An outline of the impact of electric mobility was provided in Berlin by Modis, partner of the Formula E Championship and a leader in IT professional solutions. Thanks to the growth in self-driving car sharing, a 66% drop in transport cost per mile is being predicted with the sale of electricity stored in an e-vehicle linked to intelligent grids providing an average annual income of €1,500. These are just some of the advantages of the V2G technology that transforms an e-vehicle into a mobile battery and which has been launched by Enel in various European countries. The two-way charging system allows the car to accumulate energy and also to offload excess quantities, supporting the intelligent interaction of the vehicle with the grid and the stabilisation of power surges. Formula E helps bring these innovations to the attention of the general public because the Championship circuits are almost always on city streets or, where possible, in areas integrated into the urban landscape, such as the disused Tempelhof airport.
The two students visited the technical areas, set up close to the 2.37 km track, and also tested the thrill of competitive driving at the Emotion Club at Tempelhof. In the VIP guest area, several race simulators were available along with other digital games inspired by Formula E. Their immersive experience was completed with a Pit Lane Walk and a tour of the garages.
“It is very satisfying to transmit the knowledge we have developed from Formula E to younger generations, because they understand the transition towards e-mobility with a greater ease and sense of enjoyment. This is a natural evolution for them and already part of a daily life where sustainability and innovation are concrete goals and not value reference points”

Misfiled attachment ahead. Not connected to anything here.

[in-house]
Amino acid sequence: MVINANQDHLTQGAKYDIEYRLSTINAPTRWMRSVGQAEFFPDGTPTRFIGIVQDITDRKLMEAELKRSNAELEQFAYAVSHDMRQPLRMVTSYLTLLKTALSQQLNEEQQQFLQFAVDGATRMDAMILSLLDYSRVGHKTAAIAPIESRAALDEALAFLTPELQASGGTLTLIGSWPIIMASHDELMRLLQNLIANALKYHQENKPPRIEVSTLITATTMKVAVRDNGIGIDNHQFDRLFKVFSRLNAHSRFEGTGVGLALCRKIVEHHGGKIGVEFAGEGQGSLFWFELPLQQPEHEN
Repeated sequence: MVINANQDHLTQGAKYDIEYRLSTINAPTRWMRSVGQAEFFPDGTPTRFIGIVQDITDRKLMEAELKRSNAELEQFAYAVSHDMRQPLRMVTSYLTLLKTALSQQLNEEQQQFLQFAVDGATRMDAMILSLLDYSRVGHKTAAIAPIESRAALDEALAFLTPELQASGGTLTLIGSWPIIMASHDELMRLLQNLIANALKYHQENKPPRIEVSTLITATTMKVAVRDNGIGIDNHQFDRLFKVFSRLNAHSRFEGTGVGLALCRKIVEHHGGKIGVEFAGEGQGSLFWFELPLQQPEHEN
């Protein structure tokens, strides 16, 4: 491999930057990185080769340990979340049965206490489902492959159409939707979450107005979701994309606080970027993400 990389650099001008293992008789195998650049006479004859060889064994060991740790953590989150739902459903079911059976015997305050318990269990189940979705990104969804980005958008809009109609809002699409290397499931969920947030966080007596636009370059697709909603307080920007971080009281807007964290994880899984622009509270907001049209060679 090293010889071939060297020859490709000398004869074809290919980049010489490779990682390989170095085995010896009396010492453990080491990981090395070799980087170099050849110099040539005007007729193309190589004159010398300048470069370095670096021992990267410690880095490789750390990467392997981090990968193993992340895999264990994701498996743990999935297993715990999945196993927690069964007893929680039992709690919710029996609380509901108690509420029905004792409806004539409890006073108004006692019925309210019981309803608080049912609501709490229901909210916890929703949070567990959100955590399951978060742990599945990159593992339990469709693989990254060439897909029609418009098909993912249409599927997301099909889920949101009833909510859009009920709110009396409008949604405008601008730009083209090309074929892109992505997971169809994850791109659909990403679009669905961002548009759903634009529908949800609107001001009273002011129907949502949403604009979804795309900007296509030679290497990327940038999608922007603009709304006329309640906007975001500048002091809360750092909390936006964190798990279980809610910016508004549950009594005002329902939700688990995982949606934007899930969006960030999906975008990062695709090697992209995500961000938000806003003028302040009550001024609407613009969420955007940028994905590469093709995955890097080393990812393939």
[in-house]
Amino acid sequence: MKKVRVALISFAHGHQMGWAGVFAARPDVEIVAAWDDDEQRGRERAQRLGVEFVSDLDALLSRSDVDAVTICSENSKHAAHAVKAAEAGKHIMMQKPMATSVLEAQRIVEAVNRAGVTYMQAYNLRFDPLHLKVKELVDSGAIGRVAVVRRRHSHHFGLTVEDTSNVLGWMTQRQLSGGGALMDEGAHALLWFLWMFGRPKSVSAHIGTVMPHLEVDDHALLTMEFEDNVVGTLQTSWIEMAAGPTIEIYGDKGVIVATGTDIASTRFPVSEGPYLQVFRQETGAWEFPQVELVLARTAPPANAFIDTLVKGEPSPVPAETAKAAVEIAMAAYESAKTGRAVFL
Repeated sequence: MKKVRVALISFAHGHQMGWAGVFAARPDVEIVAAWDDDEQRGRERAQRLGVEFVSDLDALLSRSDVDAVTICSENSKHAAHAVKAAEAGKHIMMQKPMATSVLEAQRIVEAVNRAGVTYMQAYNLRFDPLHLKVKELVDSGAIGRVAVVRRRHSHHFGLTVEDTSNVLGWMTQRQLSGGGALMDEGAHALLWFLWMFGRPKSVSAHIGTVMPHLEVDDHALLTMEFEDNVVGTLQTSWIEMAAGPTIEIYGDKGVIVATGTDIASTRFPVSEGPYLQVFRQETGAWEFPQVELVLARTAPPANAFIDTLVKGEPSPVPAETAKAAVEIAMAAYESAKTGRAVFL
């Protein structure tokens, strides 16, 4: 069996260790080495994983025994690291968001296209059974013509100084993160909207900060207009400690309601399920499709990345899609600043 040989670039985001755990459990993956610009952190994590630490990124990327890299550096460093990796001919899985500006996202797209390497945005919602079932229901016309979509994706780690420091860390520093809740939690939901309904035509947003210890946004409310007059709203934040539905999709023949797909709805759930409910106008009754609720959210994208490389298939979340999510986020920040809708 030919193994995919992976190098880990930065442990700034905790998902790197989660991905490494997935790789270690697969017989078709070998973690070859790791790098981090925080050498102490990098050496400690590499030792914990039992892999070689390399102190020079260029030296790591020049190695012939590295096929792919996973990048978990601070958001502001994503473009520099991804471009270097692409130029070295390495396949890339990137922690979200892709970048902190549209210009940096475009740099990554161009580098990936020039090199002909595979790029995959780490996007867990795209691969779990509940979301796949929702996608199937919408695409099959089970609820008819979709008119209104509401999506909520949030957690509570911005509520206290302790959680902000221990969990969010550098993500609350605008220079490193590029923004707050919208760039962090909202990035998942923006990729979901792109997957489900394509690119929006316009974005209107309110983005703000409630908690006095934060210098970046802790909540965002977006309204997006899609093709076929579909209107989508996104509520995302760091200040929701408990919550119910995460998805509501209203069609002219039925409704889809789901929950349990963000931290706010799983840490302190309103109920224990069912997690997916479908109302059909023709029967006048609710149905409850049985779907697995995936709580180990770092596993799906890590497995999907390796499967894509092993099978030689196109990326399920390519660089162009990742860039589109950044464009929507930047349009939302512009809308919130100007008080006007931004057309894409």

Chris Regan, Formula E Project Manager, Enel
Tempelhof, a symbol of innovation
The disused airport of Tempelhof, which was hosting the Berlin E-Prix for the third time, is considered an international symbol of innovation and sustainability. Designed in the 1930s Rationalist style by the architect Ernst Sagebiel, it was the setting for some of history’s earliest and most important flight demonstrations. After the suspension of air traffic in 2008, the original structure was threatened with destruction to make way for construction projects but today, thanks to participative democracy initiatives, it is an event space and recreational area. Most of the 12-square km surface area is now green, offering ample space to frame the speed of the electric single seaters, which can reach speeds of 225 kmh.
“Thanks to Enel, we had a firsthand experience of the Berlin E-Prix. It was a unique opportunity to see the electric vehicles, which represent the future of mobility, up close and to reflect on an important page in the history of innovation”
Michele Ferranti, winner of Enel’s The Circuit competition
The electric single seaters return for the next challenge on 10 June at the Julius Baer Zurich E-Prix. The circuit in the Swiss city is 2.6 km long and it will host the third last of the 12 rounds in the 2017/18 Formula E Championship.